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Delaware’s Marijuana Possession Expungement Bill Becomes Law

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Delaware decriminalized simple possession of marijuana almost 3 years ago. Those that received a simple possession charge prior to decriminalization may be able to have that conviction expunged. Governor Carney signed the bill into law on August 28.

The legislation was sponsored by Senator Greg Lavelle and Representative Valerie Longhurst, according to Delaware Public Radio. The legislation aimed to help those with convictions to move forward with their lives and not have a drug conviction hanging over their heads.

Longhurst said, “On that question, ‘have you been arrested and convicted,’ that’s on a form for an employment opportunity, you get to say no. It’s gone, it’s not part of your record anymore, and it really is that simple.”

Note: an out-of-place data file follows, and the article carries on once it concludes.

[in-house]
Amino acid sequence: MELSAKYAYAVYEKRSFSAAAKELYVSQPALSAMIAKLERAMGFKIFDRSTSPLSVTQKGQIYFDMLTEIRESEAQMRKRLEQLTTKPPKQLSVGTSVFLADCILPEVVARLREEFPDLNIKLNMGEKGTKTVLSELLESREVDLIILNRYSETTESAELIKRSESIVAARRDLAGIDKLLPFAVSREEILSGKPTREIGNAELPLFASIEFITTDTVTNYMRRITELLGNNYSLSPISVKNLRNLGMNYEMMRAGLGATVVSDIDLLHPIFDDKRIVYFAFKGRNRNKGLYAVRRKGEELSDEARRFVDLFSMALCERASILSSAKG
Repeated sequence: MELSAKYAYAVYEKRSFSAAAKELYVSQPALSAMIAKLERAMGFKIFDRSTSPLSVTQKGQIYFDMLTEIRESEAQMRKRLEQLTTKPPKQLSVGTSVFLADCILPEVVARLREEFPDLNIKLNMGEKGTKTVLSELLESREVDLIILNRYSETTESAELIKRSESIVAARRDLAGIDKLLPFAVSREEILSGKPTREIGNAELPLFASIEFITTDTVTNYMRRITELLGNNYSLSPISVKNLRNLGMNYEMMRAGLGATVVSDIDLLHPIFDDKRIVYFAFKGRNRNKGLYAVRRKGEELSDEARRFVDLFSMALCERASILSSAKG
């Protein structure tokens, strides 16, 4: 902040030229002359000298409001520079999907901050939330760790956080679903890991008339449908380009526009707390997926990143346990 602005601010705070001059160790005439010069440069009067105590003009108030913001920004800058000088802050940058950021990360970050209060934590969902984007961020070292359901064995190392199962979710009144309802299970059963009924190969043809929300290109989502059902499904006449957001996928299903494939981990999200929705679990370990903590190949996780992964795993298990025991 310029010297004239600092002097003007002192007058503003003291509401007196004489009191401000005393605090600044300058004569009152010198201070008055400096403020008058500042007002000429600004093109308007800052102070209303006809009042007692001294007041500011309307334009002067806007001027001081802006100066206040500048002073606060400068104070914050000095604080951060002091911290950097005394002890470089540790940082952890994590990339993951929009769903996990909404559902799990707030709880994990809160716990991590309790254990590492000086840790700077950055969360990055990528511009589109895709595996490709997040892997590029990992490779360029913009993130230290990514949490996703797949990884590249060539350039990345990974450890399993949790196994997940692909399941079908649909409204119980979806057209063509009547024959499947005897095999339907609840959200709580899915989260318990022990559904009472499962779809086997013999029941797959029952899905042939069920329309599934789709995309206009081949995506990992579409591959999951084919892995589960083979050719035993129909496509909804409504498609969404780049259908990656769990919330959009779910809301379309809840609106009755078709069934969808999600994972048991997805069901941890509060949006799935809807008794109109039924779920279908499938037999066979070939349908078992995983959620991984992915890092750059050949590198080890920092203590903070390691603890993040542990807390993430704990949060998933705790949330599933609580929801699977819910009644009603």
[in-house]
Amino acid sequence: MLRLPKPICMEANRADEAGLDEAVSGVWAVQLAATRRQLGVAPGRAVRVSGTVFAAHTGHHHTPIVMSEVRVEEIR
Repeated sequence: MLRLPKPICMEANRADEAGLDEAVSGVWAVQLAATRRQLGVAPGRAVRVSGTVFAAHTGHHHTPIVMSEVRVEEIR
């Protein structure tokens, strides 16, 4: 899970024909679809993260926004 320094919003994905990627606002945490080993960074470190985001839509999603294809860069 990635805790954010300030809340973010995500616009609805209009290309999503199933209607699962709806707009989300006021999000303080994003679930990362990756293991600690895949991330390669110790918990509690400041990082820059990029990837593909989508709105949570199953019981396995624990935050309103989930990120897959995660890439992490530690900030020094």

Pardons could be applied for before this legislation took effect. Discretionary expungements may have been issued then, but now expungement is guaranteed and the process is much faster. It is estimated that between 500 and 700 Delaware residents are eligible for the expungements.

The new law applies only to those that had just a simple marijuana possession charge. Those with additional charges may not be eligible.

Lavelle said, “If you’re a violent criminal, and often people may have multiple charges including possession of marijuana, that wasn’t our intent. It was to bring parity with the decriminalization law.”

Administration fees and forms must be submitted for an expungement application to be considered. Lavelle is also working on a plan to reach out to those that may be eligible.

The punishment for possessing an ounce or less in the state is a civil violation and a $100 fine.